Rebekah Hedeen, Features Editor
Paul Crutzen, a Dutch scientist, passed away on Jan. 28.
Crutzen was known for the coining of the word “Anthropocene” meaning “relating to the current age, viewed as the period during which human activity has had the greatest influence on climate and the environment” from the Oxford Learner’s Dictionary. Crutzen informed the public of the dangers that aerosol products produced for the ozone layer and his work has exceeded his life.
Climate change on UC’s campus has been an underlying topic for years among students and staff, with some members of the community prompting the college to promote green alternatives. Committees such as the Sustainability Committee have sparked from the Student Government Association, while Sodexo had a “Better Tomorrow Commitment” a few years ago.
Dr. Rachel Wolfe, assistant professor of theater, has given some suggestions for the student body and the administration to implement in order to continue Crutzen’s legacy and create a healthier campus.
- Replacing college-owned vehicles (security vehicles, field trip busses, etc.) with electric models
- Adding dedicated EV charging stations to some of the parking spots in campus parking lots
- Putting pressure on our dining services partner, Sodexo, to completely abandon disposable plates/cutlery/cups for events, which are a major culprit in emissions from landfills
- Updating the heating systems in our buildings to zero-emissions alternatives
- installing solar arrays on the roofs of college buildings to generate our own clean energy in-house
- Converting wide swaths of lawn to pesticide-free native plant landscaping (In case you don’t know: lawns do not sequester carbon, because each time they are mowed–usually by gas-powered riding mowers–the carbon in the blades of grass gets re-released into the atmosphere as they are cut. Biodiverse gardens of native plants not only strengthen local ecosystems but also sequester carbon in the soil at much higher rates and, if not subjected to pesticides, support pollinator populations that ensure the success of our nearby farms. We already have a budget for landscaping, used to pay the people who ride the gas mowers and swap out our continuously-rotating non-native flowerbeds. Why not pay them to convert greenhouse-gas-emitting lawns to native gardens, instead?)
Wolfe is not the only member from the UC community who cares about the well-being of the environment and creating a safe place for future generations, Junior Aaron Barsham also has strong feelings about the prosperity of the environment.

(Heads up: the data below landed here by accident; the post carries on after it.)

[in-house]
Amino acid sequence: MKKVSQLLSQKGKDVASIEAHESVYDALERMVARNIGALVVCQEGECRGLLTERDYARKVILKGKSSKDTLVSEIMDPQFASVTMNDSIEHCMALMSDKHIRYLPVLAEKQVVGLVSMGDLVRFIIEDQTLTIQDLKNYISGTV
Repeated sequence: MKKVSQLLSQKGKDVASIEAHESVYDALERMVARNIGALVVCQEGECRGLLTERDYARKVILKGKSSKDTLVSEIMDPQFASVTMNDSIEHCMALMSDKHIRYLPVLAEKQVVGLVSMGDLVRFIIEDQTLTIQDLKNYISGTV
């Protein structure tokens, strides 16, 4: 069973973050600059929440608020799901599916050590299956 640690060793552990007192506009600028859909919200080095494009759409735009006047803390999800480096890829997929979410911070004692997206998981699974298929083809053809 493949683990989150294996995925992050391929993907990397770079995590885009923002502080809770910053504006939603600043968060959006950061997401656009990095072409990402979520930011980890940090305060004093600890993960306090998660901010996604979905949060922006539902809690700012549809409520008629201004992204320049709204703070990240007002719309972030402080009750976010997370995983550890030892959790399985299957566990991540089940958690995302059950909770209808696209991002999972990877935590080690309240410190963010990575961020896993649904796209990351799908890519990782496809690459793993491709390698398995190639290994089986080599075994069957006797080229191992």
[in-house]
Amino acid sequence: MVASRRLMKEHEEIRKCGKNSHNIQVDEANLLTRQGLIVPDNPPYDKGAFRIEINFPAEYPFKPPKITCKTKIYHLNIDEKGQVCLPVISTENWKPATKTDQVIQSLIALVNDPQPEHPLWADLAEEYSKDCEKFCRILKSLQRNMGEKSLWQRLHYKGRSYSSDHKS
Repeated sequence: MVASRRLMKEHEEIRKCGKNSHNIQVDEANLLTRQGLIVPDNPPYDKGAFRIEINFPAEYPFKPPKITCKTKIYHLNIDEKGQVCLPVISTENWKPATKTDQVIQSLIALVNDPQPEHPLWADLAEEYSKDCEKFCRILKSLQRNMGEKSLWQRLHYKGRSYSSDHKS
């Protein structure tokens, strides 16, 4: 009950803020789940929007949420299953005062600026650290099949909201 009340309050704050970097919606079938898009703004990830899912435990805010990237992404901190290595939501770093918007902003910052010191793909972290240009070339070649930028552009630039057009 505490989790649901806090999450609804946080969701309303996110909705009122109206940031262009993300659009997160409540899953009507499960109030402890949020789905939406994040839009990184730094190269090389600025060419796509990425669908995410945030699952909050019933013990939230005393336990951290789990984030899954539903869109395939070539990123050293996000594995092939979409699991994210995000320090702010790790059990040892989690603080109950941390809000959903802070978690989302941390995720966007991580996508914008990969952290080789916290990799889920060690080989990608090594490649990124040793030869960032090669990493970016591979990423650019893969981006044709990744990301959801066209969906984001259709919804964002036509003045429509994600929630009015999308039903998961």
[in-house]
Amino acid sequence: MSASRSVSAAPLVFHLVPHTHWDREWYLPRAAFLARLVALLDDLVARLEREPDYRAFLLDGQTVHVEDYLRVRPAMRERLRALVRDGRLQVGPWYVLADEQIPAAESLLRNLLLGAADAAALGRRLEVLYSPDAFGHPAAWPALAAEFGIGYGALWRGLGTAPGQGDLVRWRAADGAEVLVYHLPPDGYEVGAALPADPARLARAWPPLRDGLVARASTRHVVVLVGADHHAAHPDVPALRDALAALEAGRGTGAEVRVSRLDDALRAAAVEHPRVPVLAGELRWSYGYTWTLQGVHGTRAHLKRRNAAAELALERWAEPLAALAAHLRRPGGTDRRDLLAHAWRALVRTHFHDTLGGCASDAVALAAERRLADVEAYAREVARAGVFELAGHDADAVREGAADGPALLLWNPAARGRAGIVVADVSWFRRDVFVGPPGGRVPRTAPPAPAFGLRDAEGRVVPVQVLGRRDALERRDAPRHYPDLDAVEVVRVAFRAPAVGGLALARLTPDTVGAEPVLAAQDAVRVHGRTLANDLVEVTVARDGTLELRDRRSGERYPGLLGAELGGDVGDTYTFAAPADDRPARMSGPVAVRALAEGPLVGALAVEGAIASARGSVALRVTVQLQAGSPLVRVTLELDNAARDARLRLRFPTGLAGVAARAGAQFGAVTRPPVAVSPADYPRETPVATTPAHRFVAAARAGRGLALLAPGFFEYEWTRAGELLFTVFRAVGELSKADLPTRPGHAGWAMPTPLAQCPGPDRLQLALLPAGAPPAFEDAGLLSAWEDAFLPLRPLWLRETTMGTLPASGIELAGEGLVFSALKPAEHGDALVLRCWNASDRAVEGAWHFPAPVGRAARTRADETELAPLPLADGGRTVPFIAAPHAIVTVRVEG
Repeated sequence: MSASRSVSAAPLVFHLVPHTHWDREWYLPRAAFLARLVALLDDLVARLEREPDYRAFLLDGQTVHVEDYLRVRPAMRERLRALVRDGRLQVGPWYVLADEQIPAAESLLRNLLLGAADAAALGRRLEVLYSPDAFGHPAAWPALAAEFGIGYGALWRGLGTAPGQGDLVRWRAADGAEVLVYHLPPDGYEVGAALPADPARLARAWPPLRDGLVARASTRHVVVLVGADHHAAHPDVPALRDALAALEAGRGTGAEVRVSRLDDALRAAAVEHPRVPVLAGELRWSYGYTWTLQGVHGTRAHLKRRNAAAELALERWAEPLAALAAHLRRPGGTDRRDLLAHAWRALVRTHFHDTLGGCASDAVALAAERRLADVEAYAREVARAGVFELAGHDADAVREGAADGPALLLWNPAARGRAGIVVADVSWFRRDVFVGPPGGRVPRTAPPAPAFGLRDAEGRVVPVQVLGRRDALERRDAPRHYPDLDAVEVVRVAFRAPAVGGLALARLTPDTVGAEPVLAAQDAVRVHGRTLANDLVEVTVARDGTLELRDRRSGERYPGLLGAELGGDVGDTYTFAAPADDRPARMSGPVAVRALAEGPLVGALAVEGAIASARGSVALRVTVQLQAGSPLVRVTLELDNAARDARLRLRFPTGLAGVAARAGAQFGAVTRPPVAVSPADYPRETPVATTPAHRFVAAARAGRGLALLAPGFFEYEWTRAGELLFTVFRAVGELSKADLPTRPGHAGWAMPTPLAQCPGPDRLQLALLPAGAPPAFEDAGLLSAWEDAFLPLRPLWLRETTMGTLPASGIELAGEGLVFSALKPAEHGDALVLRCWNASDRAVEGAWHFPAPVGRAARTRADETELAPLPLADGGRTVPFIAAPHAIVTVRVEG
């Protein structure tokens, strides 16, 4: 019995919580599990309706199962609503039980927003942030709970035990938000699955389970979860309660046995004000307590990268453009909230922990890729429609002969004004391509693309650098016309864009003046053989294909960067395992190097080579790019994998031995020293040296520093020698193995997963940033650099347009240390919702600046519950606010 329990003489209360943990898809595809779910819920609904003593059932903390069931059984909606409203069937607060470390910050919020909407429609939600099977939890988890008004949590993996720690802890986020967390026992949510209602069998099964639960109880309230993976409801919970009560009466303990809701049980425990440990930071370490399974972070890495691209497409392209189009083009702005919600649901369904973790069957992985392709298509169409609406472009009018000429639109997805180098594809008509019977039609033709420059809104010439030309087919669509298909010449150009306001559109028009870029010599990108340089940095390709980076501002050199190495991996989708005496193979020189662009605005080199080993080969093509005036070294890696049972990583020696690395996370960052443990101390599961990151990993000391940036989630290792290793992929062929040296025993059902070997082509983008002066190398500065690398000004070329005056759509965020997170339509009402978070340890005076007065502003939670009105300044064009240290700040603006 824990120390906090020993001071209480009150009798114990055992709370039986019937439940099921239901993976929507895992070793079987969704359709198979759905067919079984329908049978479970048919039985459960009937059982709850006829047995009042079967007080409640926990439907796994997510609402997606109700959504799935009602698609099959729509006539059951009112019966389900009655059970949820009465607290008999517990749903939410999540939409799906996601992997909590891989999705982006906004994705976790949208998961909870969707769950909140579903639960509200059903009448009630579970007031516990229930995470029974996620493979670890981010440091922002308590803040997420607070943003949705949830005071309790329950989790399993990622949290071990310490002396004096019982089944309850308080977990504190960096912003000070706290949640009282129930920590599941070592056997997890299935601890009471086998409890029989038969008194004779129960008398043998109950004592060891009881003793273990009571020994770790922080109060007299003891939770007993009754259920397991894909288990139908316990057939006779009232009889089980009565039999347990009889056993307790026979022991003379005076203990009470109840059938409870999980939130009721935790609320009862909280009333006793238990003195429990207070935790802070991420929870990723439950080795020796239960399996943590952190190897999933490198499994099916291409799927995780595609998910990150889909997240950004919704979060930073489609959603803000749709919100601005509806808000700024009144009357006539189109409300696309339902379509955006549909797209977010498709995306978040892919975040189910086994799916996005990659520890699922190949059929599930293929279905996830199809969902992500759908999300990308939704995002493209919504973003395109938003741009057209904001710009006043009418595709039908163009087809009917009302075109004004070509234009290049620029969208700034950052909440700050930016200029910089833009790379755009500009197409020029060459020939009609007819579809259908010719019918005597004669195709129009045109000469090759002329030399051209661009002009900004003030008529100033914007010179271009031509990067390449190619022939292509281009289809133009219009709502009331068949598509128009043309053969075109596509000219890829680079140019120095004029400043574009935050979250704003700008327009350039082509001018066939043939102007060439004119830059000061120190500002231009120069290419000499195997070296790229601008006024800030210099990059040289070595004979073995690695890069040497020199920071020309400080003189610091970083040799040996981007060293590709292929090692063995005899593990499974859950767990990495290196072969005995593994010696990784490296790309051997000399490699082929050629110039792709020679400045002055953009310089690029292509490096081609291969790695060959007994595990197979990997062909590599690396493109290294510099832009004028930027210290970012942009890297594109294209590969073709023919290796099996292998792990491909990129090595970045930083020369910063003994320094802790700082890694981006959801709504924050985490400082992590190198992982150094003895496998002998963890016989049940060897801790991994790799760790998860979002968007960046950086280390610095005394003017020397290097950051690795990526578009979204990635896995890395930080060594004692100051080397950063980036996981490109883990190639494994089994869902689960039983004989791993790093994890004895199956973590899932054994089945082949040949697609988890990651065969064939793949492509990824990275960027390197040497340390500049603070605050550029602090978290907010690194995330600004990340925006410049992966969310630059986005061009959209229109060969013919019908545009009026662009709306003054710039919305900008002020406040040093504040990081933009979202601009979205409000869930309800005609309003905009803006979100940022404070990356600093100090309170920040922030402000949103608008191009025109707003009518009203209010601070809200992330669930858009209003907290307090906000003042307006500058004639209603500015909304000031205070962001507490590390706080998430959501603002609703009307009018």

“Climate change, to me, is extremely important: it is a constantly threatening crisis that is affecting low-income communities hardest right now and threatens to change the entire world for the worse,” Barsham said. “Getting rid of it, and by all means stopping it, is extremely important to me as someone involved in politics locally and nationally.”
To invoke change on campus for the well-being of the environment, students should consider using the tactics that they have used for racial injustice awareness in the past to muster a response from the college for a happier and healthier environment.
“In recent years, our UC students have come together to demand the college focus on issues of iniquity and racial justice, which has led directly to policy changes and the creation of a DEI office within the college president’s cabinet,” Wolfe said. “UC students can use those same tactics to advocate for greening up the college and reducing our institution’s carbon footprint.”
Wolfe herself has set individual goals to reduce individual emissions, specifically in terms of her vehicle.
“When I moved to Utica two years ago to start my new job at UC, I set myself a specific goal of using my new salary to get off oil, which I have now done,” she said. “I swapped out the oil tank that was formerly used to heat my home for a zero-emissions air-source heat pump and traded in my gas car for a Tesla, which I am now very proud to drive to campus.”
Though electric cars may be a switch for some individuals, they are greener than oil. Students and faculty alike could create a better alternative for the future by switching to electric cars, using recycled materials, and avoiding aerosol products. A change for the better will only occur if everyone takes action and with an increase in pollutants, action must be taken before the damage made is irreversible.
“My dearest hope for the future is that this reality will sink in, and every single person will start making serious changes to their own lifestyle; not just reducing but eliminating oil use, not just abandoning plastic bags but abandoning plastic, not just supporting the conservation of wild areas but restoring habitat to their own yards, and so forth,” Wolfe said. “Because this problem will only be solved if we literally all pitch in, and pitch in 100%.”